Chris Lange, FISM News
Senator Tim Scott (R-S.C) accused Democrats of taking “a partisan approach to score political points” following Wednesday’s failed negotiations on police reform.
Scott had been working alongside Senator Cory Booker (D-N.J.) and Representative Karen Bass (D-Calif.) in a bipartisan effort to bring about meaningful police reform in the wake of the death of George Floyd and subsequent protests and riots. However the Democratic senators walked away from the negotiations yesterday citing that there was “too wide a gulf” between the two sides.
“After months of making progress, I am deeply disappointed that Democrats have once again squandered a crucial opportunity to implement meaningful reform to make our neighborhoods safer and mend the tenuous relationship between law enforcement and communities of color,” Scott said in a statement released Wednesday.
The collapse in talks follows months of what appeared to be promising bipartisan efforts toward police reform, including banning the use of chokeholds by officers and expanding mental health resources. One of the main issues that stalled the negotiations was “qualified immunity,” which protects police officers from lawsuits concerning use of force.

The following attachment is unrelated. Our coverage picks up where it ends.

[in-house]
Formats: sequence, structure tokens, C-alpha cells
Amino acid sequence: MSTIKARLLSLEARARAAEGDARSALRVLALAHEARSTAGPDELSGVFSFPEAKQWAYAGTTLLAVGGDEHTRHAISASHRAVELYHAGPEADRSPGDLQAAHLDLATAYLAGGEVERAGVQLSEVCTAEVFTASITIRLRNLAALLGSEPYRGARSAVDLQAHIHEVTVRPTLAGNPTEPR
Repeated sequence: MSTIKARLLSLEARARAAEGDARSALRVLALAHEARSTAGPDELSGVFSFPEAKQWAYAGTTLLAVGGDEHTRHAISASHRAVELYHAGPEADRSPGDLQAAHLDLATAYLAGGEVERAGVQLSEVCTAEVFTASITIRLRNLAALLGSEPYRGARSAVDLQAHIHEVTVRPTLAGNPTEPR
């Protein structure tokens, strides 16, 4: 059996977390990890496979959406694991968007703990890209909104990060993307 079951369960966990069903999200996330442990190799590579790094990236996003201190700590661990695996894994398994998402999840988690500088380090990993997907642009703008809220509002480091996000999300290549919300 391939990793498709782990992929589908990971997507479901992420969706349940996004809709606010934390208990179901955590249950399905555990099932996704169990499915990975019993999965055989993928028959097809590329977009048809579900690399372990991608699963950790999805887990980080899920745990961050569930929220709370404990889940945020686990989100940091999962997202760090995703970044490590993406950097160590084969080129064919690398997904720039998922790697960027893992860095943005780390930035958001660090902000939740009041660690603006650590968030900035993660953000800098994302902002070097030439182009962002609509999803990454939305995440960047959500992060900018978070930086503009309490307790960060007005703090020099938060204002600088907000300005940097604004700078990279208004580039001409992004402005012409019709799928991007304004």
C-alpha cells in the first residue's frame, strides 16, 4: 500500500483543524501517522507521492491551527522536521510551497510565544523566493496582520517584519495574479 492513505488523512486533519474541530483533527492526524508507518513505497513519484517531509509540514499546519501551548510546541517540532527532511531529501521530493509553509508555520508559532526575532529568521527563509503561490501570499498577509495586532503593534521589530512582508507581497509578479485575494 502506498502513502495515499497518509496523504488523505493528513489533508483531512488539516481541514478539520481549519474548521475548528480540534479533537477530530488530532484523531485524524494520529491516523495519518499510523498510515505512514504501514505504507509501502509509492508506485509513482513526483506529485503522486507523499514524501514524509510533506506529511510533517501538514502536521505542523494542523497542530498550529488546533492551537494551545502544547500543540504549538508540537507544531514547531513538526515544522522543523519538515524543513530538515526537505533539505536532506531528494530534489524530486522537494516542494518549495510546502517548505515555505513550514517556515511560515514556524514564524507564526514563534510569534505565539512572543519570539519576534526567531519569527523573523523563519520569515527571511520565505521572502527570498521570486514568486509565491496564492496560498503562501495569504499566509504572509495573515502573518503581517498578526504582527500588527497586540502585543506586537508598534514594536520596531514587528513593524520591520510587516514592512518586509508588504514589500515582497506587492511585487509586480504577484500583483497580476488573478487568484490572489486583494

“It was clear at this negotiating table at this moment we were not making progress” said co-chair Democratic Senator Cory Booker in a statement. “We made it clear from the beginning of our negotiations that a bill must ensure true accountability, transparency, and the policing standards necessary to bring an end to horrific incidents of violence Americans are routinely seeing — like the murder of George Floyd. After months of exhausting every possible pathway to a bipartisan deal, it remains out of reach right now.”
Scott said that the major breakdown resulted from his refusal to be part of any defunding of the police:
Everybody knows that change requires resources. So when, when you’re talking about making progress in the bill and your definition of progress is to make it punitive — or take more money away from officers if they don’t do what you want them to do — that’s defunding the police… I’m not going to be a part of defunding the police.”
For President Biden, who campaigned on the need for police reform, the failed talks come at a time when his approval ratings have plummeted to a record low. In a statement released Wednesday, Biden blamed Senate Republicans for the collapse in negotiations, stating, “Regrettably, Senate Republicans rejected enacting modest reforms, which even the previous president had supported, while refusing to take action on key issues that many in law enforcement were willing to address.”
Booker said he would begin to pursue alternative avenues and called on President Biden to push through the Democrats vision for police reform through executive order, saying ” I now call on President Biden and the White House to use the full extent of their constitutionally-mandated power to bring about meaningful police reform.“
In his statement Biden said that he was considering this possibility:
The White House will continue to consult with the civil rights and law enforcement communities, as well as victims’ families to define a path forward, including through potential further executive actions I can take to advance our efforts to live up to the American ideal of equal justice under law.